TNF-alpha induces multiple biological activities, and several distinct mechanisms of signal transduction may explain this diversity of action. First, although it is accepted that TNF-R55 is biologically relevant for several cell types, both receptor types appear to be actively involved in signal transduction (36,38-41). Indeed, in a given cell such as lymphocytes, each receptor type has been shown to induce a specific subset of TNF-alpha activities (42,43). It is suggested that the membrane receptors TNF-R55 and TNF-R75 are linked to distinct intracellular second-messengers. Second, it has been reported that TNF-R75 may regulate the rate of TNF-alpha association to TNF-R55 (44). TNF-R75/TNF-alpha complex may exhibit enhanced and/or specific intracellular function. Third, heterogeneity in the TNF-alpha response may also be caused by different postreceptor signal transduction pathways (45). Finally, TNF-alpha is a nondisulfide-bonded trimer that induces receptor trimerization by binding to its receptors. Each subunit makes contact with two adjacent receptor molecules, thus stabilizing the receptor trimer. It is not clear, however, if 1) receptor trimerization is necessary for activation, or 2) whether receptor dimerization is sufficient, or 3) if receptor trimerization triggers other and/or additional intracellular pathways.

Adding to the complexity of this cytokine, proteolytic cleavage of the extracellular domain of each TNF-R produces TNF-alpha soluble receptors (TNF-sR). The two soluble receptors, TNF-sR55 and TNF-sR75, are produced spontaneously by OA synovial fibroblasts and chondrocytes (36,46). These pathological cells have been found to release a significantly elevated level of the TNF-sR75 (36,46). TNF-sR are also found in the fluid of patients with different forms of arthritis, in quantities that vary according to disease status, with a higher ratio of TNF-sR75/TNF-sR55 noted in the more severe cases (47-49). It has been suggested, although not yet proven, that the biological role of the TNF-sR depends on its concentration in the joints. Thus, at low concentrations, TNF-sR stabilize the trimeric structure of TNF-alpha, thereby increasing the half-life of bioactive TNF-alpha (50), while at high concentrations, TNF-sR reduce the bioactivity of TNF-alpha by competing for TNF binding with cell-associated receptors (51). However, as the affinity of both TNF-sR is similar to that of the plasma membrane receptor, large amounts of these inhibitors are required to decrease TNF-alpha activity. To address this issue in vivo, chimeric proteins were generated between TNF-sR and Ig G domains (52). These fusion proteins were used in animal models and have been shown to display a high affinity. They have also been proven useful in the experimental therapy of septic shock, listeriosis and collagen arthritis (53-56).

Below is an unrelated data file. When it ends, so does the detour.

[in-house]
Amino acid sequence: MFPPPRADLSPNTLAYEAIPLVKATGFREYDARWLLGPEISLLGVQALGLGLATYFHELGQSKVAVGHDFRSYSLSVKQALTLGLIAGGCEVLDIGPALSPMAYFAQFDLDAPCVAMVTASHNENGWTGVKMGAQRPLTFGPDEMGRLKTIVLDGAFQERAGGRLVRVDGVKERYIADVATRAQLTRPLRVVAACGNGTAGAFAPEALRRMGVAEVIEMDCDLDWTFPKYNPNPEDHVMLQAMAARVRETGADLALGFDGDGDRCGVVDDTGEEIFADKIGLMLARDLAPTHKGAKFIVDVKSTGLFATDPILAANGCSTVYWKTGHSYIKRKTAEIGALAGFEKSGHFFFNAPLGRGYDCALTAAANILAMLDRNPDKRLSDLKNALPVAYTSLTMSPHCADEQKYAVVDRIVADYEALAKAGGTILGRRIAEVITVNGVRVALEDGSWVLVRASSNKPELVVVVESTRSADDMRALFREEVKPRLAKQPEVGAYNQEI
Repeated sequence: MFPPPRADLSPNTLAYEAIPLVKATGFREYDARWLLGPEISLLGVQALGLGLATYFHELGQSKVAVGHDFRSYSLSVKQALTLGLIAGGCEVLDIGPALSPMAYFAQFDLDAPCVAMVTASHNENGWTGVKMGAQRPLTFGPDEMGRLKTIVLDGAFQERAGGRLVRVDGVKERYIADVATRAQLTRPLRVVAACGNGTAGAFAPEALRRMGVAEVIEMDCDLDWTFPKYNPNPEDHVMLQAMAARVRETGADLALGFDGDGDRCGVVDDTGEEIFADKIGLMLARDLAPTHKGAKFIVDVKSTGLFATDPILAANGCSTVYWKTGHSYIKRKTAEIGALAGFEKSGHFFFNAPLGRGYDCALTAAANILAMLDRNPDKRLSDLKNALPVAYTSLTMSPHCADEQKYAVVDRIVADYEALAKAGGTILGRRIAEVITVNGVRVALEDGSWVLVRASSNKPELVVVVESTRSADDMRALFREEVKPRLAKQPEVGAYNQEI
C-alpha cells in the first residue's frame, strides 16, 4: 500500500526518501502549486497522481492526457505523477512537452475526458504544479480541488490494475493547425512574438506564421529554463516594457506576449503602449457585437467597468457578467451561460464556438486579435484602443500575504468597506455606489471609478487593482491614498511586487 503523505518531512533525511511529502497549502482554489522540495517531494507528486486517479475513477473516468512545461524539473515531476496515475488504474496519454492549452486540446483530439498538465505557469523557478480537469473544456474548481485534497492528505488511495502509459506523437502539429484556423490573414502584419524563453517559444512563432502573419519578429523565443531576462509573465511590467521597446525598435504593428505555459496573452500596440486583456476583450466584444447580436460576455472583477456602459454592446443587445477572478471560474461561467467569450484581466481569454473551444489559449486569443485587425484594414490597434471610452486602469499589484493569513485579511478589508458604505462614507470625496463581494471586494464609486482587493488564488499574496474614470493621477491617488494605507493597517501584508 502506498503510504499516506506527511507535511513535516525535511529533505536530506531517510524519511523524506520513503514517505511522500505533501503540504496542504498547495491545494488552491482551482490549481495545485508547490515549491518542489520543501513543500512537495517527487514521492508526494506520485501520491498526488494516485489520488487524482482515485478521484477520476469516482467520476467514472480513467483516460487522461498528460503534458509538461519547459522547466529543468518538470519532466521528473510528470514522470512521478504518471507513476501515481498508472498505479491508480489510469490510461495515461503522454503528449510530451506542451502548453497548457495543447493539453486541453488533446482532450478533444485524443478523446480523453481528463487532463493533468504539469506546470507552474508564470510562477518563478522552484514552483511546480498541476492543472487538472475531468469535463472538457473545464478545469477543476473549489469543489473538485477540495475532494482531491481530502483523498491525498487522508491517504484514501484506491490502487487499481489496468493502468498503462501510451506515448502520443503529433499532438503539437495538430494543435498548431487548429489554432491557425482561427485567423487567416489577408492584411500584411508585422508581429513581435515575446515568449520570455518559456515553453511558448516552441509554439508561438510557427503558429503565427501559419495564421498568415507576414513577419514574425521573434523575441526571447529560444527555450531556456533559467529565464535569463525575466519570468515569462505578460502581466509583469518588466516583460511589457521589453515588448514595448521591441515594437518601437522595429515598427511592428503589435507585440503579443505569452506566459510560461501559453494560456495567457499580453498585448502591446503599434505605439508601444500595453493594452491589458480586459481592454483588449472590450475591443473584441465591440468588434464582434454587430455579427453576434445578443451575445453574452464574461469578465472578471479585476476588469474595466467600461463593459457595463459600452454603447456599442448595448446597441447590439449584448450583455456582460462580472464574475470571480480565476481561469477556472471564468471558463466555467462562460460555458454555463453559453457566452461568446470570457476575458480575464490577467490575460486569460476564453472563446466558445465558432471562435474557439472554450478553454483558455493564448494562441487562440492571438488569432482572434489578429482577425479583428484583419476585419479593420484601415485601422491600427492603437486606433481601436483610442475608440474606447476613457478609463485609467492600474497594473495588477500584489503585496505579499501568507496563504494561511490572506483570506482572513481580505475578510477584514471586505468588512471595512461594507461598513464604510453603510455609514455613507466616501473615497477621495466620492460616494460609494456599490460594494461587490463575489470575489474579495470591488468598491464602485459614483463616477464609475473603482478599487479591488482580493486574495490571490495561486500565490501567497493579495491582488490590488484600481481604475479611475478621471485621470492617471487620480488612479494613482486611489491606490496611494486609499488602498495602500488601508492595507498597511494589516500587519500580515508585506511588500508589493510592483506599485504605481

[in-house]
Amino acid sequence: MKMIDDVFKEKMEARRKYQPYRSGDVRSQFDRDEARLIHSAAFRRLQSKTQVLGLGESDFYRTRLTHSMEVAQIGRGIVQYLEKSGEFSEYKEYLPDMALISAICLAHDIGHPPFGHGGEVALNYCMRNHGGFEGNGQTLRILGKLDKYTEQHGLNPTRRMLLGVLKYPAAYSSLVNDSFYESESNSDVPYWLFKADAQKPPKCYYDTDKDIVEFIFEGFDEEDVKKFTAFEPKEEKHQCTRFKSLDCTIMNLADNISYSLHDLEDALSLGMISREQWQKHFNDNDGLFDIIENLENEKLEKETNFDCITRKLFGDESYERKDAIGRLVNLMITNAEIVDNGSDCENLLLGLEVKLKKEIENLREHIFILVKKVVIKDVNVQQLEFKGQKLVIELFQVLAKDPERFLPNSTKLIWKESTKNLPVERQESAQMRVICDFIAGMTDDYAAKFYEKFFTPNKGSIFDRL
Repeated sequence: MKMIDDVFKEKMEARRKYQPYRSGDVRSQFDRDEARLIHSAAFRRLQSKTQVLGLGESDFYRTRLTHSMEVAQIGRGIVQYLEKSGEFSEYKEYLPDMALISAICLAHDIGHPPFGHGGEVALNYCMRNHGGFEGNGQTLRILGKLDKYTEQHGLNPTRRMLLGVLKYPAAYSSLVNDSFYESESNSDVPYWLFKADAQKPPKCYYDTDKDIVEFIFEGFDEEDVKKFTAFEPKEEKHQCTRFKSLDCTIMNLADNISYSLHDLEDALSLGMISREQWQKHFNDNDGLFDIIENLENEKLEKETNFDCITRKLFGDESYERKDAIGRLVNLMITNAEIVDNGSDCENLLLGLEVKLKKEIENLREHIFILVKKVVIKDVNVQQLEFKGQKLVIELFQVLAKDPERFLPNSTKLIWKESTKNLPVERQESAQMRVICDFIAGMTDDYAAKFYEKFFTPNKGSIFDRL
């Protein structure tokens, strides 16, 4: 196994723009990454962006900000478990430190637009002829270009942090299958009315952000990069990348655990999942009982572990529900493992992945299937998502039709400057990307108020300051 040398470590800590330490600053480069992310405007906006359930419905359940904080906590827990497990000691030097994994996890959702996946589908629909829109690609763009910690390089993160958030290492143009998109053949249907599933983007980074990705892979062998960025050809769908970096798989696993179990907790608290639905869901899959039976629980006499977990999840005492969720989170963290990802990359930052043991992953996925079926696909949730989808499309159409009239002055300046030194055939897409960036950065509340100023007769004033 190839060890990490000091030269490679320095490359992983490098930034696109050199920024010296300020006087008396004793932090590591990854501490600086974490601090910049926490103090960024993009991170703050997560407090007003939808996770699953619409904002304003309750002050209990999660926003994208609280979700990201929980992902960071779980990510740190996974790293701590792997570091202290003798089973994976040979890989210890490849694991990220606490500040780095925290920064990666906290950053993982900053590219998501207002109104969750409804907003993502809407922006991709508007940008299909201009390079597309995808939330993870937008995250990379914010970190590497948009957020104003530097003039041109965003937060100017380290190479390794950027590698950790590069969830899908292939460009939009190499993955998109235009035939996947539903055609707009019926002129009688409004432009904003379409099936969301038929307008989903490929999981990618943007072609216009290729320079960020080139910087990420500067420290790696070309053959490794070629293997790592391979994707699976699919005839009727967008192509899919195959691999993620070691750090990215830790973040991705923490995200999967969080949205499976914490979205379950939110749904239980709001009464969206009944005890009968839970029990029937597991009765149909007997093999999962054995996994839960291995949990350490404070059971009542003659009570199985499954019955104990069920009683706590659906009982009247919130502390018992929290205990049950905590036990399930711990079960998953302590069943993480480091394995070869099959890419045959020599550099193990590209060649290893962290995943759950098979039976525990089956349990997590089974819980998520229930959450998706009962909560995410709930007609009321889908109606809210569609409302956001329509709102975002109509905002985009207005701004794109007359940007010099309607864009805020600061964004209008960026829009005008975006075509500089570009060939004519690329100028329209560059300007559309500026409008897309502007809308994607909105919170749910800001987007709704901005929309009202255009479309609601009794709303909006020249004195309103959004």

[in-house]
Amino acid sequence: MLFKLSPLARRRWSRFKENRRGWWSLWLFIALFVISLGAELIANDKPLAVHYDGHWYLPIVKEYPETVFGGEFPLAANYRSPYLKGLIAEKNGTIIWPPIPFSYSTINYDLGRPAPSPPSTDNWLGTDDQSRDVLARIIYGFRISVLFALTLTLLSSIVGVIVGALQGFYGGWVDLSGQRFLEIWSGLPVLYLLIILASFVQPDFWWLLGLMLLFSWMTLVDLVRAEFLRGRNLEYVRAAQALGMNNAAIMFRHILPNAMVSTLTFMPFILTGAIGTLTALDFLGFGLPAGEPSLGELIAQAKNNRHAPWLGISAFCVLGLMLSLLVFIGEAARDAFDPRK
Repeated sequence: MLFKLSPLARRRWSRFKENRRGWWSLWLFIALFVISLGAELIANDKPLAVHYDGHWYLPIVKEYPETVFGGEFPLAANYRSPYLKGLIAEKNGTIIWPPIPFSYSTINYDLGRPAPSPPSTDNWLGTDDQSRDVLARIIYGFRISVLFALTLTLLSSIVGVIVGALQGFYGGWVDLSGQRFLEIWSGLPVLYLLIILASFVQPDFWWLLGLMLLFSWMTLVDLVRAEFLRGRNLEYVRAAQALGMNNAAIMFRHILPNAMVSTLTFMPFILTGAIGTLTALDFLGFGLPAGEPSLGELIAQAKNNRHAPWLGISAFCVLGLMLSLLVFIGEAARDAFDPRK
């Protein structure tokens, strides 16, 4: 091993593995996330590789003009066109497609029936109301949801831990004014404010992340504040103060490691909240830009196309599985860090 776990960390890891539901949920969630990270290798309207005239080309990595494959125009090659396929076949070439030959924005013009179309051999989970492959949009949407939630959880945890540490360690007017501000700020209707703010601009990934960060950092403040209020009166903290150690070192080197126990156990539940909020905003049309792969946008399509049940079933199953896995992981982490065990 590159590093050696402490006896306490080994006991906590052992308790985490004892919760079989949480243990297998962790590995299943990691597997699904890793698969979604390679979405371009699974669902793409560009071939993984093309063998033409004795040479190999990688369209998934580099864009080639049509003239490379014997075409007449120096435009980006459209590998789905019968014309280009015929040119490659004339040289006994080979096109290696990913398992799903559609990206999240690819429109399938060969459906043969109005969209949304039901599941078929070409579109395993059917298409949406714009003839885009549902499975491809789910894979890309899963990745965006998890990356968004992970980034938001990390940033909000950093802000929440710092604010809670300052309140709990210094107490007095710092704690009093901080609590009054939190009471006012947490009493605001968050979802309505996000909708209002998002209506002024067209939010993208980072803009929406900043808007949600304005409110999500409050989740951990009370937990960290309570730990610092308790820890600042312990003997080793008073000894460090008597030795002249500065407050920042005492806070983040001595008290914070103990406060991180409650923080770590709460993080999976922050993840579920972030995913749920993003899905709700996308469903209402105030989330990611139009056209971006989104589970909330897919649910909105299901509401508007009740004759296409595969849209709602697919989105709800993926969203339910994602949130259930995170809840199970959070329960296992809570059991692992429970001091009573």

The balance between cytokine-driven anabolic and catabolic processes determines the integrity of articular joint tissue. As previously mentioned, not all negative catabolic activity in OA articular tissue can be attributed to IL-1beta and TNF-alpha; other cytokines may also be involved. A shift in the balance between pro- and antiinflammatory cytokines is believed to contribute to the destructive processes in OA. Other proinflammatory cytokines including IL-8, LIF, IL-11, IL-6 and IL-17 have been shown to be expressed in OA tissue, and have therefore been considered potential contributing factors in the pathogenesis of this disease.

Interleukin-8 is a potent chemotactic cytokine for polymorphonuclear neutrophils (PMN), stimulating their chemotaxis and generating reactive oxygen metabolites (57). This chemokine is synthesized by a variety of cells including monocytes/macrophages, chondrocytes and fibroblasts (58-61). TNF-alpha can stimulate the release of IL-8 by these cells (61), and it is possible that IL-8 plays an important role in the acute inflammatory reaction. In synovial culture, TNF-alpha has been shown to stimulate the production of IL-8 in a time- and dose-dependent manner (61). In OA patients, IL-beta, IL-6, TNF-alpha and IL-8 coexist in the synovial fluid. IL-8 can enhance the release of inflammatory cytokines in human mononuclear cells, including that of IL-1beta, IL-6 and TNF-a , which may further modulate the inflammatory reaction (57). Deleuran et al (62) reported that the strongest expression of IL-8, in both OA and RA patients, was detected in the blood vessels and lining cell layers of the resected synovial membrane. The presence of IL-8 in the lining cell layers may well result in delivery to the synovial fluid, and could explain the high amount of IL-8 in this location. IL-8 is also present in the chondrocytes, and has been shown to enhance the production of oxidative and 5-lipoxygenase products (63). Lotz et al (64) have shown that human articular chondrocytes, stimulated by certain agents generated during response to cartilage injury (i.e.TNF-alpha), express the IL-8 gene and secrete bioactive IL-8.

Leukemia inhibitory factor (LIF) is a single-chain glycoprotein that has diverse effects, including induction of acute-phase protein synthesis and the inhibition of lipoprotein lipase activity. The LIF receptor is comprised of a combination of at least two chains: gp 130 (common to the IL-6 and IL-11 receptors) and gp 190 (65). A higher LIF level has been detected in synovial fluid of OA patients (66). LIF has been shown to enhance IL-1beta and IL-8 expression in chondrocytes, and IL-1beta and TNF-alpha in synovial fibroblasts (67). On various cell types, including those from articular joint tissue, IL-1beta and TNF-alpha upregulate LIF production (68-72). LIF regulates the metabolism of connective tissue such as cartilage and bone, and induces both the resorption and the formation of bone (73,74). LIF can induce expression of collagenase and stromelysin by human articular chondrocytes without affecting the production of the specific tissue inhibitor of metalloproteases, TIMP (69). This cytokine stimulates cartilage proteoglycan resorption (75) as well as nitric oxide (NO) production. These observations support the hypothesis that LIF may be directly and/or indirectly involved in the development of cartilage destruction and joint inflammation.